Here's what worries me most: There are good reasons to think that the UF will systematically undercount the usage of OA articles. As I argued in an article from January 2004:
As soon as we provide open access to an article, we should expect copies to proliferate around the world....Copies interfere with the measurement of traffic and usage. A given archive or journal might measure usage very well. But if there is an unknown number of copies elsewhere on the net, and an unknown percentage of readers are using those other copies, then the local measurements will be inaccurate to an unknown degree. We might know that all verified counts are undercounts, but we won't know by how much.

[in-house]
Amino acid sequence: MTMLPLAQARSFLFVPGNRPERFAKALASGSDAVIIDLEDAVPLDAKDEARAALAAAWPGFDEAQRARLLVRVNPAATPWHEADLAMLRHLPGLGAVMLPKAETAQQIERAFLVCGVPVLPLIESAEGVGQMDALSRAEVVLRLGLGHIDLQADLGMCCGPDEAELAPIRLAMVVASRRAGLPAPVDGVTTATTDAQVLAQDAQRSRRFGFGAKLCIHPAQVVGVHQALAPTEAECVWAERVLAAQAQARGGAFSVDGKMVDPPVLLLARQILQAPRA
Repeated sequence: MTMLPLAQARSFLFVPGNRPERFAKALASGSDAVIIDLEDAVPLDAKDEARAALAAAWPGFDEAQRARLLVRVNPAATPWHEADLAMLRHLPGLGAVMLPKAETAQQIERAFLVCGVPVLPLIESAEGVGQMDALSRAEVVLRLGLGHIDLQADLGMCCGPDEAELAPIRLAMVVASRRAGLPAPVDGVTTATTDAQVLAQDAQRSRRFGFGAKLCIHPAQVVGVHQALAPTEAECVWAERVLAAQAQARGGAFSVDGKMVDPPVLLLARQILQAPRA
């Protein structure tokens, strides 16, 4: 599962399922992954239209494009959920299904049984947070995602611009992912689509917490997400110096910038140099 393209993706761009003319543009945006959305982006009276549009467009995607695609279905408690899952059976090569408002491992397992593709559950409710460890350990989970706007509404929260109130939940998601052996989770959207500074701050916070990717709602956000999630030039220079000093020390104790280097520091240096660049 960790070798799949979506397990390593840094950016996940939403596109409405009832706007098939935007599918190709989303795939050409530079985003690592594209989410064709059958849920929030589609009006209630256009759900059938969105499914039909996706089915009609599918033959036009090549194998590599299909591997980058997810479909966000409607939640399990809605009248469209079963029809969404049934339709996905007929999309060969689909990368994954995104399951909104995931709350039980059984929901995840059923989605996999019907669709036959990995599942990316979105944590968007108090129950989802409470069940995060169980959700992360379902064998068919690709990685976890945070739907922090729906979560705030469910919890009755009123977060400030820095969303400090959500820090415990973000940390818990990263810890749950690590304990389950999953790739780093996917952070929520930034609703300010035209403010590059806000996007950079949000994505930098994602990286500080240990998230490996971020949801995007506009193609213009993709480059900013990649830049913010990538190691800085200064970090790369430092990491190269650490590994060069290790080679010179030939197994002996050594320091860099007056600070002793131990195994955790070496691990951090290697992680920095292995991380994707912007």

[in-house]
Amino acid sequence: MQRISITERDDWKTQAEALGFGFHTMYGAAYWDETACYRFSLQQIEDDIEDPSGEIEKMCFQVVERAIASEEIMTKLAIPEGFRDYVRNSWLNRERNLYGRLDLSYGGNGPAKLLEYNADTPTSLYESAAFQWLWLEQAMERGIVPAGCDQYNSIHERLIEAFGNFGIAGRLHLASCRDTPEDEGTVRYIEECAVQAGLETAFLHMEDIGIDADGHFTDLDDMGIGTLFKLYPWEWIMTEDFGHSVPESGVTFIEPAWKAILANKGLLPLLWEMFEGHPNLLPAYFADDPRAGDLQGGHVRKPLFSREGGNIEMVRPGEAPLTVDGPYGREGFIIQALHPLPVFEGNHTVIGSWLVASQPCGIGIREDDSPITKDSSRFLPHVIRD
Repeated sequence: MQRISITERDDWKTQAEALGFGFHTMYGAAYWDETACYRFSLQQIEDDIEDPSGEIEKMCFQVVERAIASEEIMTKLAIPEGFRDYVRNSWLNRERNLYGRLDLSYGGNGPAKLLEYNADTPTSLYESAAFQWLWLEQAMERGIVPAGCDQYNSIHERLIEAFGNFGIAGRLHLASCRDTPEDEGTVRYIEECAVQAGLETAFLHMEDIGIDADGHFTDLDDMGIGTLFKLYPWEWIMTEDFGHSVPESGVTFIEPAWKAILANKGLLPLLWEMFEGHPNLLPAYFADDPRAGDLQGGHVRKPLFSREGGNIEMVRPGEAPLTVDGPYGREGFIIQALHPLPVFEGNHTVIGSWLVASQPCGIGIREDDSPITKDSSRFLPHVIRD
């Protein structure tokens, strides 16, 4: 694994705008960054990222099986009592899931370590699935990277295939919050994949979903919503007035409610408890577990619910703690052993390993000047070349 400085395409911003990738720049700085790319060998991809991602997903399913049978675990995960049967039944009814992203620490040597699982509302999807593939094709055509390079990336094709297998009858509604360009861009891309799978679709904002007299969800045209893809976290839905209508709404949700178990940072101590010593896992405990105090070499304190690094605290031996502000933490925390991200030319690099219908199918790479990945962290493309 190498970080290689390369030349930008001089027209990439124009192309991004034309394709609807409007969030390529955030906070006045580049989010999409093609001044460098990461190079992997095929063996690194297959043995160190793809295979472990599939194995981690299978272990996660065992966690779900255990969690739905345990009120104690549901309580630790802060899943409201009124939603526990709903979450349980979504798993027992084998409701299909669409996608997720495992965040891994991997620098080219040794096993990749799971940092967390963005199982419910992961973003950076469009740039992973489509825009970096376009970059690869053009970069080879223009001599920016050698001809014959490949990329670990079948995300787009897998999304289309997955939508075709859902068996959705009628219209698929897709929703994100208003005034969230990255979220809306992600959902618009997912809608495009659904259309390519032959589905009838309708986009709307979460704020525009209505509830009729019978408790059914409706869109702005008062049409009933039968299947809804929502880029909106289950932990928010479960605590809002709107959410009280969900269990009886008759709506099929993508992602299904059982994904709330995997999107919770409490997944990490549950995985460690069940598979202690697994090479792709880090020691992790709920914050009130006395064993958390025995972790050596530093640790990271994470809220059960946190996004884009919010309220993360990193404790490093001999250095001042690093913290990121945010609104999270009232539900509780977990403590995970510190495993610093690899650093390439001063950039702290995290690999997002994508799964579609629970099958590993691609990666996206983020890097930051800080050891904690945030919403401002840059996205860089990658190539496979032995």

The report itself (in the second-to-last paragraph excerpted above) acknowledges this problem but says it is "not...insurmountable". As the UF moves forward, let's watch closely how the UKSG and other stakeholders address this problem --and remember that we are stakeholders ourselves.
Peter Suber at 6/16/2007 02:17:00 PM.
The open access movement:
Putting peer-reviewed scientific and scholarly literature
on the internet. Making it available free of charge and
free of most copyright and licensing restrictions.
Removing the barriers to serious research.